James Ellroy’s latest novel, “Perfidia” (Knopf Doubleday Publishing Group), is a murder mystery set just before the internment of Japanese Americans.
“The hellish murder of a Japanese family summons three men and one woman. William H. Parker is a captain on the Los Angeles Police Department. He’s superbly gifted, corrosively ambitious, liquored-up, and consumed by dubious ideology. He is bitterly at odds with Sgt. Dudley Smith — Irish émigré, ex-IRA killer, fledgling war profiteer. Hideo Ashida is a police chemist and the only Japanese on the L.A. cop payroll. Kay Lake is a 21-year-old dilettante looking for adventure.
“The investigation throws them together and rips them apart. The crime becomes a political storm center that brilliantly illuminates these four driven souls — comrades, rivals, lovers, history’s pawns.
“‘Perfidia’ is a novel of astonishments. It is World War II as you have never seen it, and Los Angeles as James Ellroy has never written it before. Here, he gives us the party at the edge of the abyss and the precipice of America’s ascendance. ‘Perfidia’ is that moment, spellbindingly captured. It beckons us to solve a great crime that, in its turn, explicates the crime of war itself. It is a great American novel.”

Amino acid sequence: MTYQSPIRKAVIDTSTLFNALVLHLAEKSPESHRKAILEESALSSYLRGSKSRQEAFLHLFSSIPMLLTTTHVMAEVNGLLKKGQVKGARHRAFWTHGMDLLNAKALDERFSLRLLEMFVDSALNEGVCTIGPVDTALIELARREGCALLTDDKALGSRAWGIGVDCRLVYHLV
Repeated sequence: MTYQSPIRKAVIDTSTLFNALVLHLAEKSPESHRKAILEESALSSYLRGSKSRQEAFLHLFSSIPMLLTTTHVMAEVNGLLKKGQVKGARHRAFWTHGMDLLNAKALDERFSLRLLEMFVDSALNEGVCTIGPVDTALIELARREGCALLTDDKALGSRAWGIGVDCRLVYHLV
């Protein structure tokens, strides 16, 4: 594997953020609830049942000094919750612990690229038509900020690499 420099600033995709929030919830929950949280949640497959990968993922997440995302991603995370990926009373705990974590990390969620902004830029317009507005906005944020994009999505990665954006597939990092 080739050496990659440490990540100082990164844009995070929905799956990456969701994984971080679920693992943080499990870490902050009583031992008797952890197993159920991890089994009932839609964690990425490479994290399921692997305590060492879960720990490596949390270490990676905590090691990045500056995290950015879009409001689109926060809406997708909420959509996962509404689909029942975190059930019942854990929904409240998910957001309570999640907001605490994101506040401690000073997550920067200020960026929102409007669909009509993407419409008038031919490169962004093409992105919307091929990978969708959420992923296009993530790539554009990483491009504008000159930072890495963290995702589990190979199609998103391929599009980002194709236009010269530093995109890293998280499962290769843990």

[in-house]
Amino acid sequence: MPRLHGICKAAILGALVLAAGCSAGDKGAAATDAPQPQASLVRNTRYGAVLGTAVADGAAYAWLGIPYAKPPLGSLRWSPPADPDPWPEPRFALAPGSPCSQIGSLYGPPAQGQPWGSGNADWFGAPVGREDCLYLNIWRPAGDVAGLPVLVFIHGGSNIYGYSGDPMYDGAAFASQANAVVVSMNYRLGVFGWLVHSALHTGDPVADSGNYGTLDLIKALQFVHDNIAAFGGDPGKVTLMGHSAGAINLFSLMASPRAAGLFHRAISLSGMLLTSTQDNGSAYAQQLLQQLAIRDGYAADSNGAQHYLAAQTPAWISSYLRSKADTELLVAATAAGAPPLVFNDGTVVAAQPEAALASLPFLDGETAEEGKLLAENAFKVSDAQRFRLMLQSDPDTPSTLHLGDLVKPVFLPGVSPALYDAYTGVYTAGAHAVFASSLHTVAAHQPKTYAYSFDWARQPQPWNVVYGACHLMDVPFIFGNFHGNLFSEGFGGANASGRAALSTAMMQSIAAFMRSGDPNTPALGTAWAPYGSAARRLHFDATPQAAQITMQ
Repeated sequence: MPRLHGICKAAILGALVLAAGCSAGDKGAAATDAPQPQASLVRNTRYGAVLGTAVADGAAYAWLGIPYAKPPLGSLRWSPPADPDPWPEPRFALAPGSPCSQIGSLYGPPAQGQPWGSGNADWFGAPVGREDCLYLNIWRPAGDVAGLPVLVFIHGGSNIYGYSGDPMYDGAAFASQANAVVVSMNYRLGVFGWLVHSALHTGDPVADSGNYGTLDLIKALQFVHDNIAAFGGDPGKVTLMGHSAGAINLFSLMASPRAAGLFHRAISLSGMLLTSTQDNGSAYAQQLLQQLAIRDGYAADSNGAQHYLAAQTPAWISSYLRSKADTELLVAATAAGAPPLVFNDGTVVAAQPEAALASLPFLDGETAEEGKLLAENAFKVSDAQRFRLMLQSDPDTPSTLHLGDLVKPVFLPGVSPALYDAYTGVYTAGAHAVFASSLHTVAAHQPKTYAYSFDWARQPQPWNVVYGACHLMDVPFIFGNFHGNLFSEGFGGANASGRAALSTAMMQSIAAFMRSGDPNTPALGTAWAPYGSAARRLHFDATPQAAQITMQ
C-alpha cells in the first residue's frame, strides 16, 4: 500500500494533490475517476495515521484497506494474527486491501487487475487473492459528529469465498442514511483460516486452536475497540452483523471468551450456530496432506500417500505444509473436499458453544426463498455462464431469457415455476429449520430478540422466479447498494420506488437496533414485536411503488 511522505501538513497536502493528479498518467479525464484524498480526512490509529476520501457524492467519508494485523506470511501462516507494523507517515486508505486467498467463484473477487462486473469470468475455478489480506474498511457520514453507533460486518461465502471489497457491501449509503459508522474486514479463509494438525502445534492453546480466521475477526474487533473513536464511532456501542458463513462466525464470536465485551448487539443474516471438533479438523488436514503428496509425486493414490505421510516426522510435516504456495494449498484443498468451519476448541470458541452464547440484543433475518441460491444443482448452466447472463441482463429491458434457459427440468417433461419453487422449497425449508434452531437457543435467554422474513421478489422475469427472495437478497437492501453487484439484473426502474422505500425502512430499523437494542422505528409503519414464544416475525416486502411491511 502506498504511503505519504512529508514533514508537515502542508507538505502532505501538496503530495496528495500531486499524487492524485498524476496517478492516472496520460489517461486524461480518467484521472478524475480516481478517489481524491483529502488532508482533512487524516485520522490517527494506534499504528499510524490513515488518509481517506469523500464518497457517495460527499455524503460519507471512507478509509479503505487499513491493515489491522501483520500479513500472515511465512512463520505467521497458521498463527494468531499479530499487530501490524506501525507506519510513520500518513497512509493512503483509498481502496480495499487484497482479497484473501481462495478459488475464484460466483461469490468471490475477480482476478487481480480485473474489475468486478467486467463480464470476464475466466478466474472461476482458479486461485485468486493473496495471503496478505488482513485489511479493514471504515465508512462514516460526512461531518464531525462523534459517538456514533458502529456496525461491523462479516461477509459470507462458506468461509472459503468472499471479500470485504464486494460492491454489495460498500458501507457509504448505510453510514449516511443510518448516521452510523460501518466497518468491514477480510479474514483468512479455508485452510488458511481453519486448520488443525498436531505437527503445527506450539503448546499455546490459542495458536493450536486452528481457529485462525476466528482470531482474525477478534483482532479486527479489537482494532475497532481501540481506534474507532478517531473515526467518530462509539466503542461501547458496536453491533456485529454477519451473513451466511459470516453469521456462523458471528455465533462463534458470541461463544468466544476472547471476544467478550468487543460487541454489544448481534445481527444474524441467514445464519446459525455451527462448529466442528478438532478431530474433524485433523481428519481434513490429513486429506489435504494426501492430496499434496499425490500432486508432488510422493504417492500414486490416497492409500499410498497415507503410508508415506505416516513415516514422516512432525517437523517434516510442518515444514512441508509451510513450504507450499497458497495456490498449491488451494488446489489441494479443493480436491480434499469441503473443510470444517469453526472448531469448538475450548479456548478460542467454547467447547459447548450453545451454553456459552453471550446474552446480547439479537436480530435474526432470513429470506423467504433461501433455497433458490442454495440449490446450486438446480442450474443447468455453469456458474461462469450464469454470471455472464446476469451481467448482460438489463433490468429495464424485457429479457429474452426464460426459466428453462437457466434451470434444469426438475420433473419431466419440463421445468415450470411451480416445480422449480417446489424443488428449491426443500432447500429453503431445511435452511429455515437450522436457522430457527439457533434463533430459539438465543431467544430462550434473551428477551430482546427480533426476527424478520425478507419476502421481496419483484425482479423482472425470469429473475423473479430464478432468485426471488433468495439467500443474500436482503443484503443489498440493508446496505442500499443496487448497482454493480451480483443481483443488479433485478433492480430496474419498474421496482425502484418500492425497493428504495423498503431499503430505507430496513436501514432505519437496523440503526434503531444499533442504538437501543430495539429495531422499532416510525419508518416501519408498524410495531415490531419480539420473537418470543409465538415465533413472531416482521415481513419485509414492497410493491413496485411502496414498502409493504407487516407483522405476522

Ellroy told The Wall Street Journal, “The title of my latest book was inspired by ‘Perfidia’ [by Alberto Domínguez ]. I first heard the Ventures’ instrumental version of ‘Perfidia’ in 1961. When my old man heard me listening to it, he said I should listen to Glenn Miller’s hit from ’41. I did, and it knocked me out. It’s still my favorite.”
As a novelist, screenwriter, essayist, and memoirist, Ellroy is more closely identified with Los Angeles than any writer since Raymond Chandler. Nearly all of his writing is set in the rough, racist, pre-Miranda L.A. of the decade following the Second World War. Four of his novels — “The Black Dahlia,” “The Big Nowhere,” “L.A. Confidential” (the basis of an Academy Award winning-movie), and “White Jazz” — are collectively known as the L.A. Quartet. They comprise a dark and obsessive 1950s anti-history of his hometown.
His novels “American Tabloid,” “The Cold Six Thousand,” and “Blood’s a Rover” form the Underworld U.S.A. Trilogy, and “American Tabloid” and his memoir, “My Dark Places,” were both named as Time magazine’s Best Book of the Year.
For more information, visit http://jamesellroy.net.